• Portrayal of community image
  • Urban renewal / redevelopment
  • Public access to the waterfront
  • Increased capital outlay
  • Transportation and parking
  • Conflicts among land uses
  • Conflicts among water uses
  • Regulatory environment
  • Future expansion
  • Management skill
  • Safety and security
  • Public access to the waterfront

49
BELL STREET PIER, SEATTLE
50
Bell Harbor International Conference Center
  • Conference Center
  • 4,366 m2 facility that can accommodate groups
    from 10 to 1,000 guests
  • One 300 person auditorium
  • 14 banquet and meeting rooms
  • Shared use of cruise terminal areas for events
    and exhibits, especially off-season

51
SEC4 CASE STUDY
52
CASE STUDY AUSTRALIA SOUTH AMERICA
53
CASE STUDY AUSTRALIA SOUTH AMERICA
  • Australia / New Zealand and South America are
    emerging cruise regions
  • Operations in Australia / New Zealand and South
    America are generally seasonal
  • Both regions offer a mix of itinerary offerings
    and varied ports-of-call
  • Australia / New Zealand and South America
    showcase different approaches to growing their
    businesses

54
AUSTRALIA / NEW ZEALAND CRUISE REGION
GROWTH IN ASIA CRUISE PASSENGER CAPACITY
PRIMARY OPERATIONS AREA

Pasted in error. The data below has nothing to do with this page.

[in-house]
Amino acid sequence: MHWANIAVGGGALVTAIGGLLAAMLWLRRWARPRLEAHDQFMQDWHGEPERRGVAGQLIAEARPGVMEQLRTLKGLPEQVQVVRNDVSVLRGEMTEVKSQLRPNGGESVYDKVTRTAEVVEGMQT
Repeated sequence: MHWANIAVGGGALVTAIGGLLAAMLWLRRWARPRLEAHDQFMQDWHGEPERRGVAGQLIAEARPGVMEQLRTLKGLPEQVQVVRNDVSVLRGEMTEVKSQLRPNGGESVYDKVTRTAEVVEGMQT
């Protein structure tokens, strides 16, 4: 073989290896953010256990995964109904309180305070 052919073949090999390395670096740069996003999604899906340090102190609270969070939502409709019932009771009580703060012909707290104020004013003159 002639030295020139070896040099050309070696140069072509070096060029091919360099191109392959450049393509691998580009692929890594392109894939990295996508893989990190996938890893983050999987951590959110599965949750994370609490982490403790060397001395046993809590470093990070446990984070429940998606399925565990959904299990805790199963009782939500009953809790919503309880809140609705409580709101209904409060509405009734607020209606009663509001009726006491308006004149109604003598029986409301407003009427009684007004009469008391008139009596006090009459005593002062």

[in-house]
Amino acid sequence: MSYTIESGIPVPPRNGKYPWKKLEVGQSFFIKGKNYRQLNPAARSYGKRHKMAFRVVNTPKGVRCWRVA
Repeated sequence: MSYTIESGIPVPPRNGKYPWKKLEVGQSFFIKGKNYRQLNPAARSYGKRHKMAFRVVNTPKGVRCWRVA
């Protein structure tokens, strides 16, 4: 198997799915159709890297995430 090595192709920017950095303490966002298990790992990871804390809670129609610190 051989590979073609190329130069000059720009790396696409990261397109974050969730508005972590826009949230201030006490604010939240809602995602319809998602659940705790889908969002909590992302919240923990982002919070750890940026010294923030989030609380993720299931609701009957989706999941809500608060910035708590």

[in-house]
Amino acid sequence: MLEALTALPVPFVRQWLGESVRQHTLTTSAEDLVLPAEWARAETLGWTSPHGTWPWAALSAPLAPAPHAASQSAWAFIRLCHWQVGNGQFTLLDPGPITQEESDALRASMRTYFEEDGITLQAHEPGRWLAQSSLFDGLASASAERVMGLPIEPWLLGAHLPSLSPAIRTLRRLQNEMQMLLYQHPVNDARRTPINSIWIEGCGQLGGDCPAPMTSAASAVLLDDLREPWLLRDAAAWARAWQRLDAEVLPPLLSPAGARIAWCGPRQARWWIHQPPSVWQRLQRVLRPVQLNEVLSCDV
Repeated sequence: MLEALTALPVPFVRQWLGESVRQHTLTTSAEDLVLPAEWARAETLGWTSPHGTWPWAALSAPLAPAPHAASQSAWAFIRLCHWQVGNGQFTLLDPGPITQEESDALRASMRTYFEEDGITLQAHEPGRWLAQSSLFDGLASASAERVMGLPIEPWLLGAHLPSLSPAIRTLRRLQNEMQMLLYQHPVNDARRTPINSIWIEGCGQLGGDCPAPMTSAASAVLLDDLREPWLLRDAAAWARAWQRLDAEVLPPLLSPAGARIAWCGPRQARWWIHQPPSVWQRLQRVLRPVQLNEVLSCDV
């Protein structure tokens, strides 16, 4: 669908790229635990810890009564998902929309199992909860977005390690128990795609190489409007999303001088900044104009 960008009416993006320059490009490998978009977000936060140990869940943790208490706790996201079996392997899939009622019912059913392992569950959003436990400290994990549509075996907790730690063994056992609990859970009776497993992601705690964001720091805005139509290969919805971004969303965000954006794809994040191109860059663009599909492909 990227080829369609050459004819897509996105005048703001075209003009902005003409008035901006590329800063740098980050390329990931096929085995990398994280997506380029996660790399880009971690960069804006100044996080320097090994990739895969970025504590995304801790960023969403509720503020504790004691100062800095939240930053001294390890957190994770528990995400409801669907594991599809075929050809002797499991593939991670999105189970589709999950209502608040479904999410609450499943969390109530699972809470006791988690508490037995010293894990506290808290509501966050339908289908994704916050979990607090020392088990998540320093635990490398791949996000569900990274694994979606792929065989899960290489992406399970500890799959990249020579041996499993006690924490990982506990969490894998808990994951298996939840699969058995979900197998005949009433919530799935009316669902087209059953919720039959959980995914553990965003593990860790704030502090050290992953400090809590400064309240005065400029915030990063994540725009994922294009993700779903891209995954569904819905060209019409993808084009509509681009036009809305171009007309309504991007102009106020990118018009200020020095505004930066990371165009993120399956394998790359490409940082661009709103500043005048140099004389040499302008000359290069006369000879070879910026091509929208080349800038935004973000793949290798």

SOURCE CIN, 2008
55
AUSTRALIA / NEW ZEALAND CRUISE REGION
  • Area hosts regional operators marketing their
    products to predominately Asian and Australian
    consumers as well as North American and European
    lines
  • Star Cruises and PO Cruises Australia comprise
    the primary regional operators, offering
    itineraries on 8 different vessels supporting
    79.3 of passenger capacity in the region during
    2008
  • Primary non-regional operators in 2008 included
    Princess, Royal Caribbean, Celebrity, Costa and
    Holland America

56
AUSTRALIA / NEW ZEALAND CRUISE REGION
  • Strong organizational agencies Cruise Down Under
    and Cruise New Zealand
  • Diversity of itinerary offer
  • Continued success in building a home grown
    consumer base of consumers
  • 160,947 Australiansor 61 percent of total
    passenger numbers of 263,435 in 2007choose to
    sail in the region
  • Homogenous, familiar market
  • Access to growing Asian travel and leisure areas
  • Challenged to keep up with port improvements
  • High airlift costs for North American passengers

57
SOUTH AMERICA CRUISE REGION
PRIMARY OPERATIONS AREA
GROWTH IN SOUTH AMERICA CRUISE PASSENGER CAPACITY
SOURCE CIN, 2008
58
SOUTH AMERICA CRUISE REGION
  • The South America cruising region includes the
    southern cone, Brazil, the continents
    northwestern Pacific region, and the Western
    Caribbean